The heart-healthy monounsaturated fatty acids (MUFAs) in avocados can actually help you lose belly fat, a risk factor for heart disease and even some fertility problems. Avocados also pack high amounts of potassium, magnesium, folate, protein, and vitamins B6, E, and K. Add to that fiber and cholesterol-lowering plant sterols, and you have one nutrient-dense food. 

How much you need: Limit yourself to one-quarter to one-half an avocado a day. 



Beans of any kind are nutrition dynamos. But red beans made our top 10 list for several reasons: they’re rich in antioxidants and packed with protein, folate, minerals, and fiber, including resistant starch. “That’s the hot new thing in fiber research,” says Expert.

Resistant starch seems to have several important benefits, like boosting the body’s ability to burn fat, helping you feel full, controlling blood sugars, and even reducing cancer risk. 

Don’t have time to cook a pot of dried beans? Canned beans are a good option, too, says Expert.

How much you need: Enjoy three cups of cooked beans a week. Worried about getting gassy? Build up slowly. Start with one tablespoon of beans a day and double the amount each week. Rinsing canned beans before using also eases the problem.



It’s “the food you love that loves you back,” Expert says. Rich in heart- protective antioxidants, dark chocolate can help reduce the risk of stroke and heart disease. It’s loaded with magnesium, manganese, copper, zinc, and phosphorus—all important for strong bones. 

Studies suggest chocolate may also help hydrate the skin, lower blood pressure, and sharpen thinking. And then there’s the fun factor. “Chocolate is a sensual pleasure, something women often don’t get enough of in their food,” Expert says. We say, let the pleasure begin. 

How much you need: Eat just one-quarter ounce a day. And be sure to look for kinds made with at least 70% cocoa.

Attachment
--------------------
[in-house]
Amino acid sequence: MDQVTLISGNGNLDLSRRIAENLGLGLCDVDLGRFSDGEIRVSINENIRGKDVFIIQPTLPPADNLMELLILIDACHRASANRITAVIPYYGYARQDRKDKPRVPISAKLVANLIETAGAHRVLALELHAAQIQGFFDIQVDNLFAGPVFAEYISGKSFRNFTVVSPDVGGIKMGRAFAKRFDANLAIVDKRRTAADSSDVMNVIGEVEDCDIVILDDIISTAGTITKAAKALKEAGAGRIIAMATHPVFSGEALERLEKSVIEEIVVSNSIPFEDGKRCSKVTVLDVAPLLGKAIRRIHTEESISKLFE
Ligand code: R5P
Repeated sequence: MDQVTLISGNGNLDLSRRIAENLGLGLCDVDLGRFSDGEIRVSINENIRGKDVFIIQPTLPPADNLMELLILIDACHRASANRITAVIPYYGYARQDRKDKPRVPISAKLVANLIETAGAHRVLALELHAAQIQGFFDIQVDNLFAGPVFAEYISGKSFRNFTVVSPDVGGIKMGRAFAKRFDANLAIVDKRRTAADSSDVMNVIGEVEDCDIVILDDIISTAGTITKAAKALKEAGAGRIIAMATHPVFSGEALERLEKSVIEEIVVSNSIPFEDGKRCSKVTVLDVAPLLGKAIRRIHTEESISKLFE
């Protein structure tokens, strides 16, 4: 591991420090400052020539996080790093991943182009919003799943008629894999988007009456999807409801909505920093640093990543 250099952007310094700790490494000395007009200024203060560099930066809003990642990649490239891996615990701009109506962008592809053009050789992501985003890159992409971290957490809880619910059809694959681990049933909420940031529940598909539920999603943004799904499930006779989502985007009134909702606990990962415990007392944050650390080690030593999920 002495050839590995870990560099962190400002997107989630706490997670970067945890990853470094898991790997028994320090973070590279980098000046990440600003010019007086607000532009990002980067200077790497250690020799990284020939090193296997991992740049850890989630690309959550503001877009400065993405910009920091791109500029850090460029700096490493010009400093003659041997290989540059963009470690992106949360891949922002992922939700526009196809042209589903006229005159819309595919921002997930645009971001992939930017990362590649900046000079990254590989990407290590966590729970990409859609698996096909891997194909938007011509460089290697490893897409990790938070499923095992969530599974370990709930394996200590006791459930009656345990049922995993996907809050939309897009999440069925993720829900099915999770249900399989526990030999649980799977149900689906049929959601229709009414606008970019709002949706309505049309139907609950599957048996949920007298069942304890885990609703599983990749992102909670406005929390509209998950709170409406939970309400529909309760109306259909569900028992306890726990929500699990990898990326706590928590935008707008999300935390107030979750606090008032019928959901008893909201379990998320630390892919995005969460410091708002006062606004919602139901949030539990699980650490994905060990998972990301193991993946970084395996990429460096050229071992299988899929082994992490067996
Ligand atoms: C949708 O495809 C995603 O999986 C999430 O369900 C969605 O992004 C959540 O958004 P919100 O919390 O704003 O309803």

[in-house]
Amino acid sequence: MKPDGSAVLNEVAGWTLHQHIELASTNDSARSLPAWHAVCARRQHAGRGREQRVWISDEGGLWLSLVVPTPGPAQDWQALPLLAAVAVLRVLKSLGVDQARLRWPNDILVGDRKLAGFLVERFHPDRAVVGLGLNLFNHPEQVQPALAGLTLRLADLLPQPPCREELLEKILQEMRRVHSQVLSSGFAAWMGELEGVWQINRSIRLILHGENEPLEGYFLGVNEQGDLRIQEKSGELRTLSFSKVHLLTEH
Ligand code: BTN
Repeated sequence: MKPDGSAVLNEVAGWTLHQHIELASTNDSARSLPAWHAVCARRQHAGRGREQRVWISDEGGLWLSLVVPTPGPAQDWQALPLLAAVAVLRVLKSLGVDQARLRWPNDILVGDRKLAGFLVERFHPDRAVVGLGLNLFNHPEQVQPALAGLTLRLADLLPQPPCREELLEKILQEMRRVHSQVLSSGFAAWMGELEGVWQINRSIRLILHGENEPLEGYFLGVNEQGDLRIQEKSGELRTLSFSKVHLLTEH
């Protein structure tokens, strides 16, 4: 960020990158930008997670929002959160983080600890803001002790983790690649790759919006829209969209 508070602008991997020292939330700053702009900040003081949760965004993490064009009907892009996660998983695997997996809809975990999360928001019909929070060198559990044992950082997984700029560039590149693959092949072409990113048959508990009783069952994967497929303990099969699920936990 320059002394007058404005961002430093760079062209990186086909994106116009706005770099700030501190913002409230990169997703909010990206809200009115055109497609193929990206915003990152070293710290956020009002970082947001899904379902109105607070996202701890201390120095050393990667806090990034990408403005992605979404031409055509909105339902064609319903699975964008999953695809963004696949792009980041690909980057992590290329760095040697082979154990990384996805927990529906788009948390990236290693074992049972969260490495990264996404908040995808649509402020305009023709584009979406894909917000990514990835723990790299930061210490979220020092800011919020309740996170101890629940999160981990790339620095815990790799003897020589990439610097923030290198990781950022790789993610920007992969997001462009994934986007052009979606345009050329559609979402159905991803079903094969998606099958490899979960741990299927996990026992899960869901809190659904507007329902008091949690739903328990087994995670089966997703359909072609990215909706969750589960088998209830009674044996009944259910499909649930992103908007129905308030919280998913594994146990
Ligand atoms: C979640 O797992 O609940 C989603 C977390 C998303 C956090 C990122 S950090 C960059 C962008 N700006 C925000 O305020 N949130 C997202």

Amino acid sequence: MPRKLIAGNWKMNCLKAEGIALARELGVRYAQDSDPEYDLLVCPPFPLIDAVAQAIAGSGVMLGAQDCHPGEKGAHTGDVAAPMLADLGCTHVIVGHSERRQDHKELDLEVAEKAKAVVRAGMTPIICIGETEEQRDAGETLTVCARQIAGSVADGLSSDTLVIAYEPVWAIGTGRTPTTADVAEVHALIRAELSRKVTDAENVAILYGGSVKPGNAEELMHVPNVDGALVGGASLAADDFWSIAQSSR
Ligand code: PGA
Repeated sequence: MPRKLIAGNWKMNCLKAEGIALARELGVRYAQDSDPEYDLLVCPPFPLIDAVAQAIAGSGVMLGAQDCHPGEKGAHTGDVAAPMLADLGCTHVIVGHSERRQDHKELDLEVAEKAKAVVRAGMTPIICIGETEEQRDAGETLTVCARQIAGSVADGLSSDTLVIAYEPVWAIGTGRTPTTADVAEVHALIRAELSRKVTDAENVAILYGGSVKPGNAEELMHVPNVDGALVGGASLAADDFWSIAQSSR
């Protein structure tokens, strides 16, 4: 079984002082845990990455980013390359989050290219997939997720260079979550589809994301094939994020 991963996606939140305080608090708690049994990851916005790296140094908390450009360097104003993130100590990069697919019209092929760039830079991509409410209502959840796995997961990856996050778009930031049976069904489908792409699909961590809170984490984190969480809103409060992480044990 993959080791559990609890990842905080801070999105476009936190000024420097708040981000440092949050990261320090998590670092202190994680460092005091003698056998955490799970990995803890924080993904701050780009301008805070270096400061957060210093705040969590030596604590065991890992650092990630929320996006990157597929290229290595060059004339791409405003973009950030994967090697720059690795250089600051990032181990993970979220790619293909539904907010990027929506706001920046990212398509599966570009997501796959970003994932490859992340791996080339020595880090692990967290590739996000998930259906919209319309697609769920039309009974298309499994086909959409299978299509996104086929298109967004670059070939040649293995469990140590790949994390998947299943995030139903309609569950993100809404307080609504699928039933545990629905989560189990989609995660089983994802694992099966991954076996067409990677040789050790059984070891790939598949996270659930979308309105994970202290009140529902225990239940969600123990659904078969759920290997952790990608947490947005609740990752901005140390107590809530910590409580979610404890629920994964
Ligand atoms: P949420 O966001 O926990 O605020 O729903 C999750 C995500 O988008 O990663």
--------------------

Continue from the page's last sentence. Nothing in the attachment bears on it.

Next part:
No list would be complete without this flavorful oil. A staple of the Mediterranean diet, it has long been linked to heart health and longevity. But mounting evidence shows that olive oil may be good for your brain, too.  

Compounds in extra-virgin olive oil seem to fight certain kinds of breast cancer. Want to get more of this healthy staple in your diet? Substitute olive oil for other fats: use it on bread instead of butter and in the place of less-healthy cooking oils. 

How much you need: Get two tablespoons a day; it may lower your risk of heart disease.



This petite fruit contains about 70 milligrams of vitamin C—more than an orange and just 5 milligrams short of the daily recommendation for women. Research links C to improved eyesight, lower cancer risks, and better heart health. 

How to enjoy: Peel and slice some kiwi­fruit, and mix it with bananas for a potassium-rich fruit salad; kiwifruit’s tartness complements the bananas’ mellow flavor. Or simply slice a kiwifruit in half and grab a spoon—the fruit creates its own bowl.



Pick whichever variety of mushroom suits your taste buds; all of them pack a healthy punch. But crimini (the small, brown ones) and portobello ranked as high in antioxidants as string beans, red bell peppers, and carrots. 

How to enjoy: Saute a big portobello in heart-healthy olive oil, and sub for meat in burgers or enchiladas. Or slice raw button mushrooms, and toss them with chopped parsley, lemon juice, and olive oil for a simple side dish.



You can’t beat ’em as a source of lycopene, a powerful antioxidant. The lycopene in tomatoes act like a sunscreen; eating them cooked can quadruple the SPF in your skin. And the polyphenols in tomatoes thin your blood naturally, so they’re good for your heart. Cook them with broccoli for even greater benefits.


Article Courtesy: Laurie Herr & Sarah Jio